New regulations for 2020 local government elections



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A new set of rules and regulations for Councillors has been introduced by the Queensland Government in the lead up to local government elections next year.

The new regulations include Compulsory training for Councillors and candidates and real-time disclosure of electoral donations.

The reforms are contained in the Local Government Electoral (Implementing Stage 2 of Belcarra) and Other Legislation Amendment Bill 2019.

Local Government Minister Stirling Hinchliffe said the reforms are aimed at maintaining the integrity of local governments.

“Mandatory training was one of a number of recommendations from the Crime and Corruption Commission’s Operation Belcarra Report,” Mr Hinchliffe said.

“It requires all candidates at Local Government elections, including sitting Councillors, to undertake training as a condition of their nomination.

“This is about ensuring candidates having a strong understanding of their obligations, both during an election campaign and as a councillor once elected."

The Bill also mandates full preferential voting for mayoral and single councillor elections, to be effective for the 2020 local government election.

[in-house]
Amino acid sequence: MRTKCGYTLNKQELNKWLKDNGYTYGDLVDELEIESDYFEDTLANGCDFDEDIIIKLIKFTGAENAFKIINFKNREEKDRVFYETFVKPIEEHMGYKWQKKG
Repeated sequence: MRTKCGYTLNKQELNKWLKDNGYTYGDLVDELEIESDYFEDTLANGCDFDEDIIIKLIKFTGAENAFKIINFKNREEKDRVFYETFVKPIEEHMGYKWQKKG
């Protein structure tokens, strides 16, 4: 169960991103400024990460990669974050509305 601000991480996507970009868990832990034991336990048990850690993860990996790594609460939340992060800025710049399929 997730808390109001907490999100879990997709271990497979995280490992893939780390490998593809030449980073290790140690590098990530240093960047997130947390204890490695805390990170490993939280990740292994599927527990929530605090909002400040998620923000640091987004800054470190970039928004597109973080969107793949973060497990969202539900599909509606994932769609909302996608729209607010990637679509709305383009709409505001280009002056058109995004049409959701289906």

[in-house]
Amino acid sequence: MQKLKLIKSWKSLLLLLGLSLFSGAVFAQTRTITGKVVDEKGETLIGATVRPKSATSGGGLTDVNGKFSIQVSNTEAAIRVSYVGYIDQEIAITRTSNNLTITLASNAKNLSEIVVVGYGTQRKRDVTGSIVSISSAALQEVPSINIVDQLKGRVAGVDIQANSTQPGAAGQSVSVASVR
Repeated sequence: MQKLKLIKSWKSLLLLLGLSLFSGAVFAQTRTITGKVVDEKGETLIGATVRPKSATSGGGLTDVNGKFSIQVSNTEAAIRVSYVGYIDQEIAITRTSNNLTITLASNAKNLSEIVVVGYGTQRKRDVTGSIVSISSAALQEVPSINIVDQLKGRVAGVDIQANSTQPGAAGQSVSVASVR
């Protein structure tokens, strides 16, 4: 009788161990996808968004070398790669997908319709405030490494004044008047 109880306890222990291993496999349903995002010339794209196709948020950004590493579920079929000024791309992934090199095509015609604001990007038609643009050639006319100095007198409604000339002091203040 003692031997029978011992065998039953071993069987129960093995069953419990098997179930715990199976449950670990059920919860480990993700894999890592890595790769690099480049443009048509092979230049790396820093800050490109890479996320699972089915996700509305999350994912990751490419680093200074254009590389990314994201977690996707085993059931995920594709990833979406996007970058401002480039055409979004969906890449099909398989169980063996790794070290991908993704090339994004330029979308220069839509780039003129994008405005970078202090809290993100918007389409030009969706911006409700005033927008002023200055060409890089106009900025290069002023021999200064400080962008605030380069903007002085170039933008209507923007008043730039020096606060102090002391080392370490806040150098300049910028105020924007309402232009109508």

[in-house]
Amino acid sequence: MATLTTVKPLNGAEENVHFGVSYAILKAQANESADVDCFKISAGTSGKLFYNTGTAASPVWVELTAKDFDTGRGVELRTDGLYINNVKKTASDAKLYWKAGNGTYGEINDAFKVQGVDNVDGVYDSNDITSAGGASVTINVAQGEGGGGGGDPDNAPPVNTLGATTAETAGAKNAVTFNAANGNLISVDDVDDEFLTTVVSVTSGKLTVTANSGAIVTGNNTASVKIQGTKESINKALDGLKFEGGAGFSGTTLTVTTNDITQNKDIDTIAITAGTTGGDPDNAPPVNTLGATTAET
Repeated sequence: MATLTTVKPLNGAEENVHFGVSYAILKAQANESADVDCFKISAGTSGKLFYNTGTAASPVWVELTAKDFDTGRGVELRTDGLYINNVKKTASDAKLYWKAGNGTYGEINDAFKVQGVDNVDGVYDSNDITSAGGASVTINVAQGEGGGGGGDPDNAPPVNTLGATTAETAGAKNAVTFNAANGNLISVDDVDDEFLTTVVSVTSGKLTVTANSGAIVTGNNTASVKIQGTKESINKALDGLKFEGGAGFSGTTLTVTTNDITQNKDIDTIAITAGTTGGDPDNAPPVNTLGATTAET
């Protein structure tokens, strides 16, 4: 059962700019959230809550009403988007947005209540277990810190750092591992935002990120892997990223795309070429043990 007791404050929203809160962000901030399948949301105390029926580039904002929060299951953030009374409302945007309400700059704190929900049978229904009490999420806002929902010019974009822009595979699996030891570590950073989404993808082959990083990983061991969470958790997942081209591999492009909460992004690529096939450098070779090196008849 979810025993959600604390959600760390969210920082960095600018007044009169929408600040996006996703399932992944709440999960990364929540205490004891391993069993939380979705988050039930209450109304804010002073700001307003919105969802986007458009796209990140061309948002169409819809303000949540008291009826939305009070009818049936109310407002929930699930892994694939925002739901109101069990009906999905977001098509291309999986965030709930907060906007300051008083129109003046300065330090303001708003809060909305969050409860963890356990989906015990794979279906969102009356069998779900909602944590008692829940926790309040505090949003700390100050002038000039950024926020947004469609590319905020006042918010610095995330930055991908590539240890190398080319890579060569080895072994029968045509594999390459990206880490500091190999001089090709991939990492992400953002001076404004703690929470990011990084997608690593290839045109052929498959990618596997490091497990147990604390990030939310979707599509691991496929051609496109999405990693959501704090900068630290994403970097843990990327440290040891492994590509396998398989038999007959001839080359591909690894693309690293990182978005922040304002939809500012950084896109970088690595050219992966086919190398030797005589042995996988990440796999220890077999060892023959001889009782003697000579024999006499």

“This aligns voting methodologies with State and Federal elections and helps to avoid voter confusion,” Mr Hinchliffe said.

“It ensures every vote counts, electing the candidate preferred by a majority of voters, and is thus inherently more democratic.

“We’ve consulted widely on these and other proposed reforms to ensure that Queenslanders are better represented by their local Councils.”

Other reforms introduced with the bill include:

  • requiring candidates to disclose particular interests as part of their nomination as a candidate, including membership of a political party;
  • prohibiting candidates and groups of candidates from using credit cards to pay for campaign expenses;
  • requiring candidates to provide details about dedicated campaign bank account when nominating;
  • providing more certainty and clarity to councillors by refining the processes to manage a conflict of interest - including introducing prescribed conflicts of interest;
  • requiring further information around declaring gifts and donations;
  • removing powers of Mayors in relation to budgets, the appointment of senior executive employees, and the issuing of directions to the chief executive officer and senior executive employees; and
  • introducing new requirements relating to councillors’ registers of interests to align with the requirements applying to State MPs.

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